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Trump's Obamacare Quandary

Elected on a promise to dismantle the Affordable Care Act (also known as Obamacare), President-elect Donald Trump is now well-positioned to put a spike in its heart. With Republicans controlling both Houses of Congress, a bill to repeal the health care law could be passed and signed next month. But now there's a problem: It turns out most Americans actually like most parts of the law, raising political risks for those who repeal it without providing a suitable alternative.

The Kaiser Family Foundation released a major new poll yesterday, probing American's views of the controversial legislation. Barely one-fourth of Americans (26 percent) want to see the law dismantled, and 17 percent want to see it trimmed; but 30 percent want it expanded, and 19 percent want it to go forward as is. Moreover, voter attitudes toward Obamacare are become more favorable as they contemplate the reality of life without it. In October, before the election, 69 percent of Republicans wanted to repeal the entire law. Just a month later, only 52 percent wanted to repeal.

Unfortunately for politicos who want a total repeal, some provisions of the health care law are extremely popular with members of both political parties. The provision that allows young adults to stay on parents' policies until age 26 is a huge winner, with 90 percent of Democrats and 82 percent of Republicans wanting to keep it. Eliminating out-of-pocket cost for routine preventive services is also popular, favored by 77 percent of republicans and 89 percent of Democrats.

The brunt of repealing Obamacare will fall disproportionately on Trump voters, even though most don't realize it yet. On average, Trump voters are older and hence they face greater health care costs. They live disproportionately in states with higher obesity rates, and this too leads to higher costs. And they work disproportionately in low- and middle-income service jobs (now that high-wage unionized manufacturing is all but gone). As a result they have less access to the generous employer-sponsored plans that prevail in the tech sector. Increasingly they are contractors with no employer-provided coverage at all.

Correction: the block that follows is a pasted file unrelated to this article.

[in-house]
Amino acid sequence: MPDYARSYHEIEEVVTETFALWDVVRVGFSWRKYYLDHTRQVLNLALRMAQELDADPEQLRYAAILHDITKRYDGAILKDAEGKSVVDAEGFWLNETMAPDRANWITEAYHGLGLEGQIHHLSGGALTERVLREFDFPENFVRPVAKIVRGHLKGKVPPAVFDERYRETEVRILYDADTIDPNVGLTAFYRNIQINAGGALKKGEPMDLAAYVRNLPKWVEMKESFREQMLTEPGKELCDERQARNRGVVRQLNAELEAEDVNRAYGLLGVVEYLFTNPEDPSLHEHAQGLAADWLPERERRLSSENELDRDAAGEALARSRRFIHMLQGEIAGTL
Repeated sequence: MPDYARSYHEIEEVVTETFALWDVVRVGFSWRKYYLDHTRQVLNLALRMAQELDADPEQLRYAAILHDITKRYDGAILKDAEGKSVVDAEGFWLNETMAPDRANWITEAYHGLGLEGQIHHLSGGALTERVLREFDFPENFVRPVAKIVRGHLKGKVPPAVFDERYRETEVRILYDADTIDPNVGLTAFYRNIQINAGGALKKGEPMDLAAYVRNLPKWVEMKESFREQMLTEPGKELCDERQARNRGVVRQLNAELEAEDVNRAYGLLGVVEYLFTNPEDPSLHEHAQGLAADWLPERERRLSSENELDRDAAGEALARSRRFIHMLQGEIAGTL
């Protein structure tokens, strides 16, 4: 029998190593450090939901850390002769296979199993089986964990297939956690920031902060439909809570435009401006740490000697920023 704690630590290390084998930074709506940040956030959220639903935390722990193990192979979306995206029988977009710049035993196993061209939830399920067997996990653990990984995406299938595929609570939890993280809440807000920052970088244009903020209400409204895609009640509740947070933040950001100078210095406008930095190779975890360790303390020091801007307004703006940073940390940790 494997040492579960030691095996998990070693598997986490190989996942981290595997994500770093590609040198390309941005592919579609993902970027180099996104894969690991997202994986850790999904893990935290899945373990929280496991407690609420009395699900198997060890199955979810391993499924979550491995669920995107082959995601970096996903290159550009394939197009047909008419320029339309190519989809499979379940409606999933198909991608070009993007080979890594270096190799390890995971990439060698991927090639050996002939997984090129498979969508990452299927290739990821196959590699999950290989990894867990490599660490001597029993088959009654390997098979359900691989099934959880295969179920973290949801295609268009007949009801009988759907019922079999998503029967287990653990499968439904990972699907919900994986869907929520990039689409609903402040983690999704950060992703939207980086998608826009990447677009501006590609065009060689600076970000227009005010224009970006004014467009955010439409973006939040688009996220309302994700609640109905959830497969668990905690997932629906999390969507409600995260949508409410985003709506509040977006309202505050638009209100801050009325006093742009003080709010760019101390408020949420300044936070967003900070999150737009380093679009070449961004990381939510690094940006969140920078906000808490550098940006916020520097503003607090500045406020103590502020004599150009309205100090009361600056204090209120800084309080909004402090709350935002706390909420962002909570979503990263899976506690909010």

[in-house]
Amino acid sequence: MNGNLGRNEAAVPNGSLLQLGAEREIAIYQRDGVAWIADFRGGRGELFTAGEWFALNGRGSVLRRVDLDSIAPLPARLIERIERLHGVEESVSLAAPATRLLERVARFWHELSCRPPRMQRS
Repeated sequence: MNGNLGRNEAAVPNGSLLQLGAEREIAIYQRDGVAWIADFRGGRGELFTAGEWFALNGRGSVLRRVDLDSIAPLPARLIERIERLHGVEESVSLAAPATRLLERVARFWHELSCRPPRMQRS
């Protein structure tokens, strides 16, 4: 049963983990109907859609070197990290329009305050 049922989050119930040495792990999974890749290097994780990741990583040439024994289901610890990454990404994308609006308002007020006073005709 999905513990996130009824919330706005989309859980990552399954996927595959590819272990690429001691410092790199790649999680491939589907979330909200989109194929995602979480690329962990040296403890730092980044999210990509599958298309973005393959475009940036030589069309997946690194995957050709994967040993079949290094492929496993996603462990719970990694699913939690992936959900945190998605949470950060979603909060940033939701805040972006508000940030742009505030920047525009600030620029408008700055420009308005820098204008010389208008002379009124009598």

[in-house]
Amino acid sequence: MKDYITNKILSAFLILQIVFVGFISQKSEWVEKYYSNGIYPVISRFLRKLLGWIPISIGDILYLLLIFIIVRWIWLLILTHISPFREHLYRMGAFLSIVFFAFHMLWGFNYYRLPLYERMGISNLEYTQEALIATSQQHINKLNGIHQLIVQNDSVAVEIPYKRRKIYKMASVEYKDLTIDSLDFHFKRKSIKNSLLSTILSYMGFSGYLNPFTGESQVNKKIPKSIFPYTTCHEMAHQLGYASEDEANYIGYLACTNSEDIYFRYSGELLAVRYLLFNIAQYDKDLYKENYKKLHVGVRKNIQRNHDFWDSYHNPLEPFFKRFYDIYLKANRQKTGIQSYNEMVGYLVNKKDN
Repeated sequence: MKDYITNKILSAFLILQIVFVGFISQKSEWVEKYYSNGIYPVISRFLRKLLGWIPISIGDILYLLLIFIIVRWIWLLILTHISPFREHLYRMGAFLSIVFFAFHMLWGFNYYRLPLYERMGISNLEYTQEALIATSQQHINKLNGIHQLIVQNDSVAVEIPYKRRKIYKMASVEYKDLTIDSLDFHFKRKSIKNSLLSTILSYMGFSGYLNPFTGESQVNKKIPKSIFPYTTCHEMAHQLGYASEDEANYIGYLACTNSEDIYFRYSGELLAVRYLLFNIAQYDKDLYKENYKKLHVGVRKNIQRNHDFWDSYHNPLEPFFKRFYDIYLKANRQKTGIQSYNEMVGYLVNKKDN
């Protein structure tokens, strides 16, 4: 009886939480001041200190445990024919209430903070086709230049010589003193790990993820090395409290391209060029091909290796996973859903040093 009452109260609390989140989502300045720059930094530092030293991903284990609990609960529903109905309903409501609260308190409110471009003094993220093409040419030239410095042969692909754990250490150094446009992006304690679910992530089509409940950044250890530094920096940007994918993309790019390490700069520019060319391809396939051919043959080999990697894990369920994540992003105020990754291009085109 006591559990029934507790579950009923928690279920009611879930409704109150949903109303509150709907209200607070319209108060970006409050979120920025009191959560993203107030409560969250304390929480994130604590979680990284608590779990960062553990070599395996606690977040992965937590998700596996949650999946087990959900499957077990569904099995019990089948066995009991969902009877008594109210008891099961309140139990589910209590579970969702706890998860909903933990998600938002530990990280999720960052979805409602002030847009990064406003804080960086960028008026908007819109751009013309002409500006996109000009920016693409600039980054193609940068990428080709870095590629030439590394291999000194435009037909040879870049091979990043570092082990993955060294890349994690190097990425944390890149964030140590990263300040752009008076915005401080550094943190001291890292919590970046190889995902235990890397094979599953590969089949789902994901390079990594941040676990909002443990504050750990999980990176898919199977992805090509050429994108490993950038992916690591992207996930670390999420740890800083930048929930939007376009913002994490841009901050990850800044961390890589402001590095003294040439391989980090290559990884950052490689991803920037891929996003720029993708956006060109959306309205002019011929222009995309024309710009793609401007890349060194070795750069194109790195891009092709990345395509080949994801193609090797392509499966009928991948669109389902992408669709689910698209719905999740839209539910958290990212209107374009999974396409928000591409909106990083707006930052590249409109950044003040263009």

Trump apparently recognizes the political risk, and he's backpedaling furiously. Recently on television he pledged to keep the protections for people with preexisting conditions. And he said he'd keep the provision that allows young adults to stay on their parents' plans. But apparently the Donald Trump that made that speech is not talking to the Donald Trump who is choosing Cabinet heads. Tom Price, the nominee for Health and Human Services, has long championed not only the repeal of Obamacare, but the dismantling of Medicare as we know it.

Will the real Donald Trump please stand up?

Meanwhile there's a fight between Republicans in Congress over how to approach repeal (or amend). The realists understand the political risk of scrapping the popular provisions; they want to keep the current system in place until something better can be devised. The idealists like Price and House Speaker Paul Ryan want to trim all government involvement in health care (Medicare, Medicaid and the Veterans Administration), and they want to seize this opportunity now, regardless of potential blowback from voters. A compromise is emerging to kick the can down the road. The Affordable Care Act would be formally repealed now, but the repeal wouldn't take effect for two to three years. This would give Congress some time to devise an alternative. It opens a myriad of possibilities for political leverage if the replacement bill comes up for a vote right around the time of the 2018 congressional elections.

It's very hard to tell what is going to happen to the law, and to the 16 million Americans who only have coverage because it exists. But one thing is clear: The dog has caught the firetruck. Letting go is dangerous, but so is hanging on.

David Brodwin is a co-founder and board member of American Sustainable Business Council. This blog is adapted from a column recently published in U.S. News & World Report December 2, 2016.